Friday, July 30, 2010

Big Pharma on the Hill: Still Plenty of Clout

A recent Senate committee action gives us a chance to see how Big Pharma is doing these days in terms of political clout:

This ought to be one of those no-brainers--should we continue to allow the brand name drug companies to employ a loophole in the generic drug laws, and pay off generic drug companies not to compete with them by bringing their alternative drugs onto the market as soon as the law allows? It's estimated that the big companies take us for $3.5B/year through this ploy, called "pay-to-delay."

Sen. Herb Kohl, D-WI, co-sponsor of the Sunshine Law to require disclosure of drug industry payments to physicians, authored the measure to close this loophole. It passed the Senate Appropriations Committee.

It's interesting to see how close it came to not passing. Sen. Arlen Specter, D-PA, who until recently was an R instead of a D (and who has lost his primary bid to stand for re-election), started the bidding for Pharma by introducing an amendment to strike this provision from the larger bill of which it is part. The AP reports that the drug lobbyists who filled the audience thought they had it made when they picked up four Democratic votes in Specter's favor, including Frank Lautenberg (D-NJ) and Barbara Mikulski (D-MD), both representing states with a lot of drug-related jobs. The drug lobby figured it had all the Republican votes on the committee in their back pocket.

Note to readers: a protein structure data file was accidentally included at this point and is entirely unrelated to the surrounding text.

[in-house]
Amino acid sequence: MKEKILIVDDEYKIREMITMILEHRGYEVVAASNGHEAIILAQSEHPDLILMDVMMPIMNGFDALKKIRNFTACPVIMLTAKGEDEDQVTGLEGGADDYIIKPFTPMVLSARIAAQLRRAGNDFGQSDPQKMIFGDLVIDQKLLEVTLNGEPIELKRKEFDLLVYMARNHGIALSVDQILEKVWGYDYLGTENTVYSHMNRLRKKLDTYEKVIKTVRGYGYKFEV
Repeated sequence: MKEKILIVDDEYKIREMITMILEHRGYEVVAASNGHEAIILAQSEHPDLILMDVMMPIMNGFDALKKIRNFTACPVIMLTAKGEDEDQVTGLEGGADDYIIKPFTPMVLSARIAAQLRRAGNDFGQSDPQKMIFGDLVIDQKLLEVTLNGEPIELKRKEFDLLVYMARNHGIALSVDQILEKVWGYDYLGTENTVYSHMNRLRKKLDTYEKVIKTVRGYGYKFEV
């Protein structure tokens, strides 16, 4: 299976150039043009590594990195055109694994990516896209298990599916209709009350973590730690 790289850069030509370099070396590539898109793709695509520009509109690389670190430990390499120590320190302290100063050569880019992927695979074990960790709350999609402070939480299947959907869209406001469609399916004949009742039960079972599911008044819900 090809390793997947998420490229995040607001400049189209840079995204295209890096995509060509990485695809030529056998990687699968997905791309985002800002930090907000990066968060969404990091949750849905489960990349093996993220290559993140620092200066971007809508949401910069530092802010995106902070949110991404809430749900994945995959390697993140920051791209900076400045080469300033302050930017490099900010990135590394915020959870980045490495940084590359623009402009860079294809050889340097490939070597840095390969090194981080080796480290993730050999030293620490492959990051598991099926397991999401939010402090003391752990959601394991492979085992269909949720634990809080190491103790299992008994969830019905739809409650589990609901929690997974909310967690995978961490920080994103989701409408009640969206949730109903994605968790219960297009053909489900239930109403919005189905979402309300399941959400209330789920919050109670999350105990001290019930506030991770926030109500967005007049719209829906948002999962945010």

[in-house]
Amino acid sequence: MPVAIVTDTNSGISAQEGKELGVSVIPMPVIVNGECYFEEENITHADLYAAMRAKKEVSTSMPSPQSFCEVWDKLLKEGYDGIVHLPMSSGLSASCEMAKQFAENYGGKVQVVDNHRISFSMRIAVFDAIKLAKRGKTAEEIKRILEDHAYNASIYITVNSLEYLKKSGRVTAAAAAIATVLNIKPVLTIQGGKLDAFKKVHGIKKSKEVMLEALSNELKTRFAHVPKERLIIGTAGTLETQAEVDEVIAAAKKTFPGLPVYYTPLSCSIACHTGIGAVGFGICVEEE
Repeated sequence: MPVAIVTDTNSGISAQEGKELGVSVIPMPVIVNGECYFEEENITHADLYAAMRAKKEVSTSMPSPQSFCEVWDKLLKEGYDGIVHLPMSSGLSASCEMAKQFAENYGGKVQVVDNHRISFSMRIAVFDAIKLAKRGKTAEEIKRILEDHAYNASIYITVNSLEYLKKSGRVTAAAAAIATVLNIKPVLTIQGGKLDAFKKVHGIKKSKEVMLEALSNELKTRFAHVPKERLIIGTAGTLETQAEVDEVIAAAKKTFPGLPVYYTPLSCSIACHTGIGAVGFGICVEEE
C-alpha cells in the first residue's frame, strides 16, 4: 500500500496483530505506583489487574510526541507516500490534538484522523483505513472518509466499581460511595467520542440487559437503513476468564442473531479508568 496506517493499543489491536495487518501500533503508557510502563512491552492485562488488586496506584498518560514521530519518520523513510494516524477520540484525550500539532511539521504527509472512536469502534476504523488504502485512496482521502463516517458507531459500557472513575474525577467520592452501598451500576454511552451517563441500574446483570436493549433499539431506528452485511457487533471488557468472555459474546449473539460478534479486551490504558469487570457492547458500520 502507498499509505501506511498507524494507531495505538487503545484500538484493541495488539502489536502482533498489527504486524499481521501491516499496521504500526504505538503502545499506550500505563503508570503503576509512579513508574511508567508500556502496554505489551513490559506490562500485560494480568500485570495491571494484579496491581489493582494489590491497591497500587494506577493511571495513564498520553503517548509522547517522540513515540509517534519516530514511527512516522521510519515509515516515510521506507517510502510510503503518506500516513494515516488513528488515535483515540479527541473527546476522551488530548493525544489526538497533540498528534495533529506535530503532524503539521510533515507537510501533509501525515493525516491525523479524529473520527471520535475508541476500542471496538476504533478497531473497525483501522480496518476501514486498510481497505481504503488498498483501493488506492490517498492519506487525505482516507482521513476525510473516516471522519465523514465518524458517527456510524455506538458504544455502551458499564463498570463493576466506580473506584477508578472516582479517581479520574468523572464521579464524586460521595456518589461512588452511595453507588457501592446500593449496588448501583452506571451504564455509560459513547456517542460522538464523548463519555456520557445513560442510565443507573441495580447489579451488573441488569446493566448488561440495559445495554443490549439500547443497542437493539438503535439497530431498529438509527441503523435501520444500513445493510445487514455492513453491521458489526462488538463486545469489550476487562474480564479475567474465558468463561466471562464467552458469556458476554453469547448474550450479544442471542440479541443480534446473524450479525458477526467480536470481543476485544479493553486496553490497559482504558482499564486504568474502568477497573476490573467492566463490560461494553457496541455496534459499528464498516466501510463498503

They were thwarted, however, by Richard Shelby, R-AL, whose vote on Kohl's side deadlocked the panel at 15-15. As a majority vote was needed to kill the Kohl provision, the industry's move failed.

Bottom line: In the Senate, the drug lobby can commandeer virtually all the Republican votes and usually also enough Democratic votes to get whatever they want.


Chris K. said...

I am happy to hear Big Pharma failed this time around.

stop smoking help said...

As a respiratory therapist, I would love it if my patients could get generic tiotropium (Spiriva) for their COPD or generic Advair. It's a crime there isn't a generic alternative to these drugs yet.

My poor old ex-smoking patients have difficulty paying for their respiratory meds and wind up back in the hospital much sooner than need be - which increases the burden on Medicare.

Hopefully, this is the beginning of the end for the loophole.